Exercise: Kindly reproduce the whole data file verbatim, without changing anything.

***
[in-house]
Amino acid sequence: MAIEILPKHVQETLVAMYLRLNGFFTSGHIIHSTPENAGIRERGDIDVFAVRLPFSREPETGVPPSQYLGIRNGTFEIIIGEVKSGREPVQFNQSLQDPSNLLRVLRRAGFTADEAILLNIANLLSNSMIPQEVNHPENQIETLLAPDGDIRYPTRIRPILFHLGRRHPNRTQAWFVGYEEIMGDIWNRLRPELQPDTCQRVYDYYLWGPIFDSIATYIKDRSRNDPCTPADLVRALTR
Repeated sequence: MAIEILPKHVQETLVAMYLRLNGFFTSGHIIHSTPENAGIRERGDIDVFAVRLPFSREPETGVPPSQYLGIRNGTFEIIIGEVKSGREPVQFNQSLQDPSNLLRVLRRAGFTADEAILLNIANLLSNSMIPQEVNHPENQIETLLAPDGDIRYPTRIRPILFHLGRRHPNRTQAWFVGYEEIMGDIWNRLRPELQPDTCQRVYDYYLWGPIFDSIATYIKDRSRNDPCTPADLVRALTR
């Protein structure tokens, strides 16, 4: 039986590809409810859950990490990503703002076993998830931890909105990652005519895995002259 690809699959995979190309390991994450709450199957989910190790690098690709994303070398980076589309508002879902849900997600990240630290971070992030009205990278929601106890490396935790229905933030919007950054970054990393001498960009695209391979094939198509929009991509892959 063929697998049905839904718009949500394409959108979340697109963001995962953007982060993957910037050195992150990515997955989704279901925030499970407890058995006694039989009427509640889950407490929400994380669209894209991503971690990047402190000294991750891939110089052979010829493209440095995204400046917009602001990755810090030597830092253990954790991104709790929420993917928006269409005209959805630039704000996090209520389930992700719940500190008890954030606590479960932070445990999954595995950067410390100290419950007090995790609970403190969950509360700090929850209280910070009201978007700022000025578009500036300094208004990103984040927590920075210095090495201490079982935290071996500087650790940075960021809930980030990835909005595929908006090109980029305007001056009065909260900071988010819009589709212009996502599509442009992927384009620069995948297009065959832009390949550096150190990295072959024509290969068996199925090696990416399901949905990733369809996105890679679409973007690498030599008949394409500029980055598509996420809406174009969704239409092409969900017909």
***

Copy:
[in-house]
Amino acid sequence: MAIEILPKHVQETLVAMYLRLNGFFTSGHIIHSTPENAGIRERGDIDVFAVRLPFSREPETGVPPSQYLGIRNGTFEIIIGEVKSGREPVQFNQSLQDPSNLLRVLRRAGFTADEAILLNIANLLSNSMIPQEVNHPENQIETLLAPDGDIRYPTRIRPILFHLGRRHPNRTQAWFVGYEEIMGDIWNRLRPELQPDTCQRVYDYYLWGPIFDSIATYIKDRSRNDPCTPADLVRALTR
Repeated sequence: MAIEILPKHVQETLVAMYLRLNGFFTSGHIIHSTPENAGIRERGDIDVFAVRLPFSREPETGVPPSQYLGIRNGTFEIIIGEVKSGREPVQFNQSLQDPSNLLRVLRRAGFTADEAILLNIANLLSNSMIPQEVNHPENQIETLLAPDGDIRYPTRIRPILFHLGRRHPNRTQAWFVGYEEIMGDIWNRLRPELQPDTCQRVYDYYLWGPIFDSIATYIKDRSRNDPCTPADLVRALTR
């Protein structure tokens, strides 16, 4: 039986590809409810859950990490990503703002076993998830931890909105990652005519895995002259 690809699959995979190309390991994450709450199957989910190790690098690709994303070398980076589309508002879902849900997600990240630290971070992030009205990278929601106890490396935790229905933030919007950054970054990393001498960009695209391979094939198509929009991509892959 063929697998049905839904718009949500394409959108979340697109963001995962953007982060993957910037050195992150990515997955989704279901925030499970407890058995006694039989009427509640889950407490929400994380669209894209991503971690990047402190000294991750891939110089052979010829493209440095995204400046917009602001990755810090030597830092253990954790991104709790929420993917928006269409005209959805630039704000996090209520389930992700719940500190008890954030606590479960932070445990999954595995950067410390100290419950007090995790609970403190969950509360700090929850209280910070009201978007700022000025578009500036300094208004990103984040927590920075210095090495201490079982935290071996500087650790940075960021809930980030990835909005595929908006090109980029305007001056009065909260900071988010819009589709212009996502599509442009992927384009620069995948297009065959832009390949550096150190990295072959024509290969068996199925090696990416399901949905990733369809996105890679679409973007690498030599008949394409500029980055598509996420809406174009969704239409092409969900017909």